October 22, 2012
By Dr. Paul Kengor
As posted at The Center for Vision and Values
As a biographer of Ronald Reagan, I’m constantly asked to compare today’s fiscal/economic situation to what Reagan faced in the 1980s. Today’s record debt/deficits remind of the 1980s, though today’s are far worse, with the deficit at least six times as high—and debt-to-GDP and deficit-to-GDP ratios two and three times (respectively) higher. The current economy is the worst since the early 1980s, with a prolonged non-recovering “recovery” older still. By 1984, the Reagan recovery was not just in bloom but exploding, with dramatically improved unemployment and economic growth six times higher than the current anemic rate, awarding Reagan millions of Democratic votes as he swept 49 of 50 states in his re-election.
But one comparison I haven’t been asked about are today’s homeless levels vs. those under Reagan. That’s a notable omission. One who has noticed is Dr. Tracy Miller, an economist and colleague of mine. Miller recently visited Chicago, where he went to graduate school in the 1980s, and was struck by what he saw. “I couldn’t help but notice the large number of homeless people in the downtown area,” says Miller, “including one homeless man pushing a child in a stroller.”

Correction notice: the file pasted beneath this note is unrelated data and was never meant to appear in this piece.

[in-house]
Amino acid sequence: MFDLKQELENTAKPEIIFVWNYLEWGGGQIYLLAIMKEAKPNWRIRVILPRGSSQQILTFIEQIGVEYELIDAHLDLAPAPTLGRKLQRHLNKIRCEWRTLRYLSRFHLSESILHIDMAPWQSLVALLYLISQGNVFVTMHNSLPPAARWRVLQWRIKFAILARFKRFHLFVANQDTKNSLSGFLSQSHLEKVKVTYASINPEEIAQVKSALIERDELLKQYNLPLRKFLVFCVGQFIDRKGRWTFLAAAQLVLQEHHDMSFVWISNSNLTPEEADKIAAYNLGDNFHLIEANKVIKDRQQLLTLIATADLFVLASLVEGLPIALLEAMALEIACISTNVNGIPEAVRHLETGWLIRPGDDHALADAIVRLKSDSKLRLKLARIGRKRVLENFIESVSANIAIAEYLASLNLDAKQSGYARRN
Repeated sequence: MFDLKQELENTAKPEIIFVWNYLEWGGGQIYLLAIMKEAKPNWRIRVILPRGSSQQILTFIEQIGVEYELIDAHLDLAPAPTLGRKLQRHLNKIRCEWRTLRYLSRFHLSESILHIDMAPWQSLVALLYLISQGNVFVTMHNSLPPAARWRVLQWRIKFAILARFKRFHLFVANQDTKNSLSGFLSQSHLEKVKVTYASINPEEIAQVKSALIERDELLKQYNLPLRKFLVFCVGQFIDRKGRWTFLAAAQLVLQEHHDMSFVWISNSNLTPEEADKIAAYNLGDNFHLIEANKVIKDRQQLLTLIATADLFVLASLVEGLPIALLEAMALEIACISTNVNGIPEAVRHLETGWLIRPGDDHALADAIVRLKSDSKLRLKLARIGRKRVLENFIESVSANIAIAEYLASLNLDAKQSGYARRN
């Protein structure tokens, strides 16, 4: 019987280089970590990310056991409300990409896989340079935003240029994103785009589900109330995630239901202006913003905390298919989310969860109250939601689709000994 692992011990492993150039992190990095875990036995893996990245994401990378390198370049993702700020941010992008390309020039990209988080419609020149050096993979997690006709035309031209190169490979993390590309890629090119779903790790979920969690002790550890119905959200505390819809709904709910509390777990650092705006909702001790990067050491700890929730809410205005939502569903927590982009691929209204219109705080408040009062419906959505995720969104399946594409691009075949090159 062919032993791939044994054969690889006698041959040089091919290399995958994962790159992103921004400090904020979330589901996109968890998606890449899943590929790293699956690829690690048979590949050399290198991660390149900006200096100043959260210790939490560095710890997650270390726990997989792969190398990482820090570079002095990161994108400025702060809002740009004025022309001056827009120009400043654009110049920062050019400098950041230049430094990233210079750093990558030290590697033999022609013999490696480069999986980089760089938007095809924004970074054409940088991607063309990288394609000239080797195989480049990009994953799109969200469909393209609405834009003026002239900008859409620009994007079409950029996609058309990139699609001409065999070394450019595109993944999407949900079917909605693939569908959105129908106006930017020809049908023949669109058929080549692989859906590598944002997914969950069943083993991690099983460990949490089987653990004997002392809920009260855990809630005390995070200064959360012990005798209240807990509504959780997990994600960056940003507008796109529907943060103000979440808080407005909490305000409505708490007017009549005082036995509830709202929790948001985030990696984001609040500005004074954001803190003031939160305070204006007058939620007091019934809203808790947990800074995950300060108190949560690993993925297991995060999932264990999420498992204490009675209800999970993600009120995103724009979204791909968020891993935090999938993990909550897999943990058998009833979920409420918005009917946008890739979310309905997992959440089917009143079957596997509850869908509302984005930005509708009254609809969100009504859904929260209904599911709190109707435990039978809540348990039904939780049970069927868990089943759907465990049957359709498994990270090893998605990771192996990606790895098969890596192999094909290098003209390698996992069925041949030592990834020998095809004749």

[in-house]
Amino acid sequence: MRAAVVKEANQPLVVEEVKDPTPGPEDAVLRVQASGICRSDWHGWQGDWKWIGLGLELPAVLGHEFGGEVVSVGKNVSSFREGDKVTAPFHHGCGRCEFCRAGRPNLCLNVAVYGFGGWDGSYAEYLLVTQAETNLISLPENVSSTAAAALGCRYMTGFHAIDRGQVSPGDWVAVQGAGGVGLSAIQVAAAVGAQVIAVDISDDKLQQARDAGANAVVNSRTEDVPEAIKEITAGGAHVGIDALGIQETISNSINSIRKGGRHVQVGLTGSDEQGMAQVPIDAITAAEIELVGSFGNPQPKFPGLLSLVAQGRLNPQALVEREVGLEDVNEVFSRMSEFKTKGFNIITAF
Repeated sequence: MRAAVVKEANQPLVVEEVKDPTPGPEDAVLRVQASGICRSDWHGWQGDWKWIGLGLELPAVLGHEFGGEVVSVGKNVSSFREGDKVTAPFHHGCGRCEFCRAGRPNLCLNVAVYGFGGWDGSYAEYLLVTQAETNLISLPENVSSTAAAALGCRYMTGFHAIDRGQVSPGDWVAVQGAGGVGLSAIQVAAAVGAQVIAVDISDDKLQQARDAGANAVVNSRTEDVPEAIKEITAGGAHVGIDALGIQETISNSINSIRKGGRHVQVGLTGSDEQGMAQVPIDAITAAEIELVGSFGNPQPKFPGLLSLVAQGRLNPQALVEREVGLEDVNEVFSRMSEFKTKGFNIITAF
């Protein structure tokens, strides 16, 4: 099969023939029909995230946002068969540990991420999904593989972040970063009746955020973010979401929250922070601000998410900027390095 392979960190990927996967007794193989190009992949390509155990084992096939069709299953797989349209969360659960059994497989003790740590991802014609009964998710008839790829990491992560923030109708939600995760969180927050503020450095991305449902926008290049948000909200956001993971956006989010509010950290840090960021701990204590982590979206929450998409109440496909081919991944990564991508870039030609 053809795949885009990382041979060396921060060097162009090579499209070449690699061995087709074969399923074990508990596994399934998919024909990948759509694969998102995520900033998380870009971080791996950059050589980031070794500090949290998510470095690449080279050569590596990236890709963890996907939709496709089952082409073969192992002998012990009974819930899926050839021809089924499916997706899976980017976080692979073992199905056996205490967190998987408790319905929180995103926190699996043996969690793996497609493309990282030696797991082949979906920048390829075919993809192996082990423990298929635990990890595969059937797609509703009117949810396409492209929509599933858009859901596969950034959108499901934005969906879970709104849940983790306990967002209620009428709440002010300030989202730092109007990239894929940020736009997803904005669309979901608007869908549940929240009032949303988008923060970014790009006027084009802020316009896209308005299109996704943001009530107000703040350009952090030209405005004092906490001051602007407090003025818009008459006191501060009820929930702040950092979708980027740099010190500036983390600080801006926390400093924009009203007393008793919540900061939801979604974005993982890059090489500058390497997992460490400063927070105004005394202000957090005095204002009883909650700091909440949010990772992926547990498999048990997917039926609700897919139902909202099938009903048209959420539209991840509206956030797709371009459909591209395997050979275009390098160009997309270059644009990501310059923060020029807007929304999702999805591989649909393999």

Miller observes: “Homelessness was frequently discussed during the 1980s, but seems to receive less media attention now. And yet, the number of homeless today is approximately twice as large as it was in the 1980s.”
Read the rest of Dr. Kengor’s article here.